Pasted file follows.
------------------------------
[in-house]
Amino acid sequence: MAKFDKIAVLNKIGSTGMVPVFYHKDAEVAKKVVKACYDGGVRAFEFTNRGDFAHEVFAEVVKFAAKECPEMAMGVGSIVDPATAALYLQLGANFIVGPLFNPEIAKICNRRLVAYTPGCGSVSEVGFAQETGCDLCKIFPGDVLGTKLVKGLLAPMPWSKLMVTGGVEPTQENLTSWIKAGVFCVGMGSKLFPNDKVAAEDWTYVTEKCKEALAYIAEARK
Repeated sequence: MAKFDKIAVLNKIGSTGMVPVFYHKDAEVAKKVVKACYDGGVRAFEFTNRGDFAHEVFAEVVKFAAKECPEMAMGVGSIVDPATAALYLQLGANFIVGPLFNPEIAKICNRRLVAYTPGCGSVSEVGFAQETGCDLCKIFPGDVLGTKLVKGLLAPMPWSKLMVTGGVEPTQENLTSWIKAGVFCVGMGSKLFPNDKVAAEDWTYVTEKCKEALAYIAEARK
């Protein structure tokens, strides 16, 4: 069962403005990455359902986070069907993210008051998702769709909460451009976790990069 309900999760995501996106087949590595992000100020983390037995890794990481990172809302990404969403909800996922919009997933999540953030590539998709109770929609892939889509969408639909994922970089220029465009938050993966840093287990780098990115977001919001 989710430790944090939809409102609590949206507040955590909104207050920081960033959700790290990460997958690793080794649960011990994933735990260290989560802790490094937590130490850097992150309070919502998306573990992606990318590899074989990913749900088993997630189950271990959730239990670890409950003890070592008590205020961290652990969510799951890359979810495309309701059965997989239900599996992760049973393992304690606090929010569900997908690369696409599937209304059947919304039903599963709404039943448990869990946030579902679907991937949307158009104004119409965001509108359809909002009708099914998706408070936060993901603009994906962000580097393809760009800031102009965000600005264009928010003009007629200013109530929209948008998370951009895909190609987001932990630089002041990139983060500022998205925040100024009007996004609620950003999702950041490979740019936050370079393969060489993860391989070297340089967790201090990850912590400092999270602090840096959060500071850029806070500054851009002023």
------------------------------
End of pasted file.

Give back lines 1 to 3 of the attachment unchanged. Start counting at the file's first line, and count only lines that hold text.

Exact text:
[in-house]
Amino acid sequence: MAKFDKIAVLNKIGSTGMVPVFYHKDAEVAKKVVKACYDGGVRAFEFTNRGDFAHEVFAEVVKFAAKECPEMAMGVGSIVDPATAALYLQLGANFIVGPLFNPEIAKICNRRLVAYTPGCGSVSEVGFAQETGCDLCKIFPGDVLGTKLVKGLLAPMPWSKLMVTGGVEPTQENLTSWIKAGVFCVGMGSKLFPNDKVAAEDWTYVTEKCKEALAYIAEARK
Repeated sequence: MAKFDKIAVLNKIGSTGMVPVFYHKDAEVAKKVVKACYDGGVRAFEFTNRGDFAHEVFAEVVKFAAKECPEMAMGVGSIVDPATAALYLQLGANFIVGPLFNPEIAKICNRRLVAYTPGCGSVSEVGFAQETGCDLCKIFPGDVLGTKLVKGLLAPMPWSKLMVTGGVEPTQENLTSWIKAGVFCVGMGSKLFPNDKVAAEDWTYVTEKCKEALAYIAEARK